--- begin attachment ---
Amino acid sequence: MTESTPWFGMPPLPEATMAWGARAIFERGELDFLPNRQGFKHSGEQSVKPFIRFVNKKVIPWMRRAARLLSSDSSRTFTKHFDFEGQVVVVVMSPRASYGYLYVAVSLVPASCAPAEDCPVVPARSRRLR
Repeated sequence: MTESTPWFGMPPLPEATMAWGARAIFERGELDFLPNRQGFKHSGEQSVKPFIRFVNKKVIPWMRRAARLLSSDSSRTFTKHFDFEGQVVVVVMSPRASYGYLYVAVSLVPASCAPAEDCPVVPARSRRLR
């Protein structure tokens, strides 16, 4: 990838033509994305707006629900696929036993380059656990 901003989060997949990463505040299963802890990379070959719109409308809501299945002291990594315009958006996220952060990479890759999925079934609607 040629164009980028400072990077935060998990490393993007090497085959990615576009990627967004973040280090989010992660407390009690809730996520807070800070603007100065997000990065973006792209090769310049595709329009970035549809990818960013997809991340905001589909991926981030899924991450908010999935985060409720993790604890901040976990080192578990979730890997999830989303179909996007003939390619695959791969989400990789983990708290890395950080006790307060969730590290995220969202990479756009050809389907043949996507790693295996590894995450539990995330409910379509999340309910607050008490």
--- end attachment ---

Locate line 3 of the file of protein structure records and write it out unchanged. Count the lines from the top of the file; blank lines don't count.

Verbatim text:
């Protein structure tokens, strides 16, 4: 990838033509994305707006629900696929036993380059656990 901003989060997949990463505040299963802890990379070959719109409308809501299945002291990594315009958006996220952060990479890759999925079934609607 040629164009980028400072990077935060998990490393993007090497085959990615576009990627967004973040280090989010992660407390009690809730996520807070800070603007100065997000990065973006792209090769310049595709329009970035549809990818960013997809991340905001589909991926981030899924991450908010999935985060409720993790604890901040976990080192578990979730890997999830989303179909996007003939390619695959791969989400990789983990708290890395950080006790307060969730590290995220969202990479756009050809389907043949996507790693295996590894995450539990995330409910379509999340309910607050008490």